Whitaker v. People

Annotate this Case

48 P.3d 555 (2002)

David WHITAKER, Petitioner, v. The PEOPLE of the State of Colorado, Respondent.

No. 00SC866.

Supreme Court of Colorado, En Banc.

June 3, 2002.

As Modified on Denial of Rehearing June 24 and July 1, 2002.

*556 David S. Kaplan, Colorado State Public Defender, Shann Jeffery, Denver, Colorado, Attorneys for Petitioner.

Ken Salazar, Attorney General, Robert Mark Russel, Assistant Solicitor General, Denver, Colorado, Attorneys for Respondent.

Justice HOBBS delivered the Opinion of the Court.

A jury convicted the defendant, David Whitaker, of possessing with intent to distribute over 1,000 grams of methamphetamine, a schedule II controlled substance, and importing methamphetamine into Colorado. Whitaker claimed that his conviction should be reversed because the trial judge did not instruct the jury to apply the mens rea of "knowingly" to both the quantity and the importation of the drug. The court of appeals upheld Whitaker's conviction. We agree.

We hold that the General Assembly, in section 18-18-405, did not intend to apply a culpable mental state to the quantity of drugs the defendant distributed, manufactured, dispensed, sold, or possessed. We also hold that importation under Colorado's *557 special offender statute, section 18-18-407, does not include a mens rea requirement. The jury found beyond a reasonable doubt that the defendant possessed the drug quantity specified by section 18-18-405(3)(a)(III), and imported the drugs across state lines as specified by section 18-18-407(1)(d). Accordingly, we uphold Whitaker's conviction and sentence.

I.

On January 14, 1998, David Whitaker was a passenger on a Greyhound bus en route from Los Angeles, California to Denver, Colorado. The bus stopped in Grand Junction, Colorado for routine service and to change drivers. Passengers were required to leave the bus during this stop. After the passengers had reboarded, three Grand Junction Police Department officers entered the bus, identifying themselves as police officers. Two of the officers began talking to each of the bus passengers, including Whitaker.

The officers testified that Whitaker appeared nervous while talking to them. When asked about his luggage, Whitaker told the police that he had none. The officers pointed to a black bag near Whitaker and asked if it was his. Whitaker responded that it was not his bag, but said he had placed his jacket and a few other items inside it because no one else appeared to be using it. Whitaker then consented to a search of the bag. The officers discovered 8.8 pounds of uncut methamphetamine contained in several duct tape covered packages inside the bag.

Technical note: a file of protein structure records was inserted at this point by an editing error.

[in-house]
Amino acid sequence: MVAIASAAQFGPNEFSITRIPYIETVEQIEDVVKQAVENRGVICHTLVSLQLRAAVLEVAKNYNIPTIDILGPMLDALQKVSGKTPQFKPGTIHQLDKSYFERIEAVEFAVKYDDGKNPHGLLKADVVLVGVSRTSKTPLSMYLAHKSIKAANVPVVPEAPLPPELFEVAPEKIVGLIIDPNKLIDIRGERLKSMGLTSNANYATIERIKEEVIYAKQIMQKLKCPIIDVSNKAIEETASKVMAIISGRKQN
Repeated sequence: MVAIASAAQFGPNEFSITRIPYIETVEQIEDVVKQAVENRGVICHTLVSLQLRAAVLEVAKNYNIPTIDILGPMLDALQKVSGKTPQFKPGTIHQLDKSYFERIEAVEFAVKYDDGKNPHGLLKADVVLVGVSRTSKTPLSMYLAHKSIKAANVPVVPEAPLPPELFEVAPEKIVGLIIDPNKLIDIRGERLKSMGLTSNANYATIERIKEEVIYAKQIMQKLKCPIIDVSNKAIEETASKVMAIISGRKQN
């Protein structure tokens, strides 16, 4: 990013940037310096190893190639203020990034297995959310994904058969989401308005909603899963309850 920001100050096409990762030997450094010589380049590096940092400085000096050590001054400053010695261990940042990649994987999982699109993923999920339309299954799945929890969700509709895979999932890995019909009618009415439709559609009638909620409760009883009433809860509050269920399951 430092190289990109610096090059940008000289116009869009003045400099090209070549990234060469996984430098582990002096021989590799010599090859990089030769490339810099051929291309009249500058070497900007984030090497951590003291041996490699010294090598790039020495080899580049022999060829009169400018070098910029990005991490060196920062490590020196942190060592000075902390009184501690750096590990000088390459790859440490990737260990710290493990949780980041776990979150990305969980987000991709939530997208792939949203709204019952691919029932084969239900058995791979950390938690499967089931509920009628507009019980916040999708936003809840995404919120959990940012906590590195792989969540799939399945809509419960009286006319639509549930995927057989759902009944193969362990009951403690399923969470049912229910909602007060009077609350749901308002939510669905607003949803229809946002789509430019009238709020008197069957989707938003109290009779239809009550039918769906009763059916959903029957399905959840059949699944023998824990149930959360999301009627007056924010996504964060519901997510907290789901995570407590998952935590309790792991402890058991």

The prosecution charged Whitaker with several drug offenses.[1] At trial, Whitaker argued that he did not possess the drugs and did not know that the packages of drugs were in the bag. The defense did not dispute the facts that the bag contained 8.8 pounds of methamphetamine and that the drugs came across Colorado's state lines via the Greyhound bus. The jury convicted Whitaker of possessing 1,000 grams or more of a schedule II controlled substance with intent to distribute and importation of a schedule II controlled substance. The trial court sentenced him to twenty years in state prison.

The court of appeals affirmed Whitaker's conviction and sentence. People v. Whitaker, 32 P.3d 511 (Colo.App.2000). The court of appeals found that the trial court had correctly instructed the jury on the elements of possession of 1,000 grams or more of a controlled substance with intent to distribute and on the charge of importation of a controlled substance. It held that the prosecution need not prove that Whitaker "knowingly" imported the controlled substance, nor that the defendant "knew" the drugs weighed more than 1,000 grams. Id. at 517-19. The court concluded that special offender drug importation under section 18-18-407(1)(d), 6 C.R.S. (2001), and the quantity of a controlled substance possessed under section 18-18-405, 6 C.R.S. (2001), have no mens rea requirement. Id. at 517-18.

We granted certiorari in People v. Whitaker, 32 P.3d 511 (Colo.App.2000), to review the court of appeals' judgment.[2] We uphold the judgment.

*558 II.

We hold that the General Assembly, in section 18-18-405, did not intend to apply a culpable mental state to the quantity of drugs the defendant distributed, manufactured, dispensed, sold, or possessed. We also hold that importation under Colorado's special offender statute, section 18-18-407, does not include a mens rea requirement. The jury found beyond a reasonable doubt that the defendant possessed the drug quantity specified by section 18-18-405(3)(a)(III), and imported the drugs across state lines as specified by section 18-18-407(1)(d). Accordingly, we uphold Whitaker's conviction and sentence.

A. Section 18-18-405 and Quantity of Drug

Whitaker argues that the trial court erroneously instructed the jury on the charge of possession with intent to distribute over 1,000 grams of a controlled substance, because it did not clearly instruct that the mens rea "knowingly" applied to the drug quantity. We disagree.

Section 18-18-405(3)(a)(III) applies to Whitaker because the jury convicted him of possessing more than 1,000 grams of methamphetamine, a schedule II controlled substance, with the intent to distribute. Section 18-18-405(3)(a)(III) defines the required sentence for a defendant convicted of unlawful distribution, manufacturing, dispensing, sale or possession of 1,000 grams or more of a schedule I or II controlled substance.[3]